Riverhead, NY - March 8, 2017 - Members of the Suffolk County Legislature yesterday directed the Department of Economic Development and Planning to conduct a study to determine the effectiveness of the Suffolk County Industrial Development Agency (IDA) and assess whether tax breaks granted are justified.
In a 16 to 1 vote at its General Meeting in Riverhead, the Legislature authorized the county’s Department of Economic Development and Planning to undertake a cost-benefit analysis of the Suffolk County IDA to review the number of tax breaks and abatements awarded and the amount of low-cost financing granted by the IDA to businesses and developers over the past five years.
The Department will be empowered to quantify the economic benefits received by the County as a result of the tax breaks and low-cost financing, with an emphasis on the number of temporary and permanent jobs promised and whether those new jobs were created, on a project-by-project basis. A written report by the Department of its findings must be delivered to the County Executive and each County Legislator within 180 days of the effective date of the adoption of the resolution.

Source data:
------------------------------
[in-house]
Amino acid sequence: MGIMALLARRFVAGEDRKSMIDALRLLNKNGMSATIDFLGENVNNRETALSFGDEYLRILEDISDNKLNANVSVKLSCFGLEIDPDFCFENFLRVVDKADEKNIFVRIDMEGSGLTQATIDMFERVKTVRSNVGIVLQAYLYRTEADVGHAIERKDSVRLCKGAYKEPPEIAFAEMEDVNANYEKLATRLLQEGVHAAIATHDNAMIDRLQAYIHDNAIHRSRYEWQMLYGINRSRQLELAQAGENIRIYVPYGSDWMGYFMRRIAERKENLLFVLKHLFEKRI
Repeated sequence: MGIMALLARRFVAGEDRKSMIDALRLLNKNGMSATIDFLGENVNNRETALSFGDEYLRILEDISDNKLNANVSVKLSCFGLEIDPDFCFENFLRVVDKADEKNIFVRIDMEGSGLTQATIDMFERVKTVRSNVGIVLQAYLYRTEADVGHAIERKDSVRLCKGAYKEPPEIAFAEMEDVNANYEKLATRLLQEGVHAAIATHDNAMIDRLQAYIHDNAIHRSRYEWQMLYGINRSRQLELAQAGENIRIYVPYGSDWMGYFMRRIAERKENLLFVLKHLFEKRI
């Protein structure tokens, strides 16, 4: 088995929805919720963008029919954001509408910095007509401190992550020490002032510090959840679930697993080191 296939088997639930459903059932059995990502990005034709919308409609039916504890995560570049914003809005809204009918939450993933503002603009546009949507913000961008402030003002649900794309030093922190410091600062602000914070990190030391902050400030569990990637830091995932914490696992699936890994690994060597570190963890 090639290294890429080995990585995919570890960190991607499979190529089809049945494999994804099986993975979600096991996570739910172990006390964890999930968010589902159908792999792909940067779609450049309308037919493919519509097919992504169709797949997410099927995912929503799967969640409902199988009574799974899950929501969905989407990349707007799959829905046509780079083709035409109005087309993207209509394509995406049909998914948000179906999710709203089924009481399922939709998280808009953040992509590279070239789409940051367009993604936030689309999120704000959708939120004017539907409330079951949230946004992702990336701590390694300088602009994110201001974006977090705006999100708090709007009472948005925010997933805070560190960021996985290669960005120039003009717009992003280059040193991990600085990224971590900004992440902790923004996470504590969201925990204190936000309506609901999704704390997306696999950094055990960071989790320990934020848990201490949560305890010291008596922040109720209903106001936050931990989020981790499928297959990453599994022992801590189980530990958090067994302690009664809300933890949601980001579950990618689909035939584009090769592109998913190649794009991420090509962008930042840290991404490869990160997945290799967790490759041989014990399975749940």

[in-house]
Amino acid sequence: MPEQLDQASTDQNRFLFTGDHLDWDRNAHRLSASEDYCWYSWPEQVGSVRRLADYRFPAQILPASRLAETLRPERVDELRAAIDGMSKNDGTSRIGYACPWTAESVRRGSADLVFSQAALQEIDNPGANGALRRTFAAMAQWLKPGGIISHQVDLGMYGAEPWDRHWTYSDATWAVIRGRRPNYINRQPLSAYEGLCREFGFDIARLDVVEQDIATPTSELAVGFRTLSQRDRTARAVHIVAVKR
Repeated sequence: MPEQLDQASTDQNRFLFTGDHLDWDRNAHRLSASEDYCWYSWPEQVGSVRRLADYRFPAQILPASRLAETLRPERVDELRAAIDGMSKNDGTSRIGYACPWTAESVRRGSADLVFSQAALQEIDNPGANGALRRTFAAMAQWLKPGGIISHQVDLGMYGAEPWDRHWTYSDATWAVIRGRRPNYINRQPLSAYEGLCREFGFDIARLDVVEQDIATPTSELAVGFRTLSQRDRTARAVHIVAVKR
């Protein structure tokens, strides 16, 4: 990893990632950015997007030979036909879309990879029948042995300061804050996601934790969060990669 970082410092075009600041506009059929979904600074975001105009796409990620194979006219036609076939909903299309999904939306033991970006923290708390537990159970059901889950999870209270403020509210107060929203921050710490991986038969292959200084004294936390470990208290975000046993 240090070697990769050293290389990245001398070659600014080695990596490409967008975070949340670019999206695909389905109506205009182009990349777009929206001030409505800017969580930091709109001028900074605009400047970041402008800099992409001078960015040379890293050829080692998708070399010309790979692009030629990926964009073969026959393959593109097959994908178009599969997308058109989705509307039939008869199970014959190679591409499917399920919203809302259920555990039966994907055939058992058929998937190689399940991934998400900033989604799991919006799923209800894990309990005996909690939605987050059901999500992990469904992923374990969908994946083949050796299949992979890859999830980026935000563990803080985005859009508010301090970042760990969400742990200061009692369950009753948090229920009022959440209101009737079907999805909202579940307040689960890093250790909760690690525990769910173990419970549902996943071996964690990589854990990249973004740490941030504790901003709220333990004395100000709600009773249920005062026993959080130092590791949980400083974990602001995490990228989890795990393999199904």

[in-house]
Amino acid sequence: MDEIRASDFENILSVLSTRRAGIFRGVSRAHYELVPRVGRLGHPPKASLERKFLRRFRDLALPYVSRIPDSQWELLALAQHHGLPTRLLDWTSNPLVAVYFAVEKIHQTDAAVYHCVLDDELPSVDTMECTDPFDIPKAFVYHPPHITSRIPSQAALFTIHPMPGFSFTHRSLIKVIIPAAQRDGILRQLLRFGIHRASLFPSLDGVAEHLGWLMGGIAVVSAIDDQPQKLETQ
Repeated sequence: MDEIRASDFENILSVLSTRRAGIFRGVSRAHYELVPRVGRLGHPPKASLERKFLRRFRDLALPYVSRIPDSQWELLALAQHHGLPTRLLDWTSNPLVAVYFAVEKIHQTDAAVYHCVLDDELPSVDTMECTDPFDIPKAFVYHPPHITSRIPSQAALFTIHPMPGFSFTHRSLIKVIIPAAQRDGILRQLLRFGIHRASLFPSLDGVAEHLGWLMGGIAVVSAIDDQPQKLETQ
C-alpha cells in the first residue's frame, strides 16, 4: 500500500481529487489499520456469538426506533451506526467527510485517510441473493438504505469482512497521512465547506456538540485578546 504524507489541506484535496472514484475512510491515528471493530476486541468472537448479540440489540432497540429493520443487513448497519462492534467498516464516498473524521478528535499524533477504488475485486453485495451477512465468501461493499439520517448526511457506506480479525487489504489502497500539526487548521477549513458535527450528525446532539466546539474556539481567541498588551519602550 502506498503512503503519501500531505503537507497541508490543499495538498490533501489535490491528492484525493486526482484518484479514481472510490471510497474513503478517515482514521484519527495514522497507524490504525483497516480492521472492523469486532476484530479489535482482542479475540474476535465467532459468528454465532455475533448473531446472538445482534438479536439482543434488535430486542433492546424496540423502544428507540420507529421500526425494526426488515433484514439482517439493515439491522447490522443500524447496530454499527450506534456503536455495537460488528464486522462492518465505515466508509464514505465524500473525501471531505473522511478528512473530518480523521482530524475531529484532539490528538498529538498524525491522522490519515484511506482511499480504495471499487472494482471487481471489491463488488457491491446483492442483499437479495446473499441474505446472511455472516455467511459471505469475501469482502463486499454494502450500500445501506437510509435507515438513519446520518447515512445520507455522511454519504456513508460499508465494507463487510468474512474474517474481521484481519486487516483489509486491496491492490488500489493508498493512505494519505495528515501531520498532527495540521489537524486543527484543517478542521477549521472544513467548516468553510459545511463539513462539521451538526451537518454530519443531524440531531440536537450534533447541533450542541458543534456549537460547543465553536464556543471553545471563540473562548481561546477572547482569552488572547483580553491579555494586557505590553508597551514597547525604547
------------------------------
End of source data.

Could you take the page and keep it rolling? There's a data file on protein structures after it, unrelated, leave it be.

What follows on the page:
The IDA is authorized to provide financial assistance to businesses to encourage economic growth. That includes business property tax abatements and exemptions from sales tax. They can also issue tax exempt municipal bonds to assist with economic development projects.
Suffolk County Legislature Presiding Officer DuWayne Gregory, who sponsored the legislation along with co-sponsor Legislator Kate Browning, said with the IDA acting largely as an independent public benefit corporation, it is important to conduct reviews from time to time to ascertain whether the county is realizing the benefits from the tax breaks.
“Because the taxpayers are the ones who shoulder the cost of tax breaks granted to businesses, there must be some clear, offsetting value to the county in terms of growth, whether it is economic growth or jobs,” said Presiding Officer Gregory. “There are consequences of awarding breaks to businesses since they erode the county’s tax base. If we are realizing a benefit, then it is worth it. If we aren’t, then we need to take a look at that.”
In recent years, IDAs have come under scrutiny, with critics arguing that the actual gains in job creation and economic activity do not justify the large tax breaks that are granted.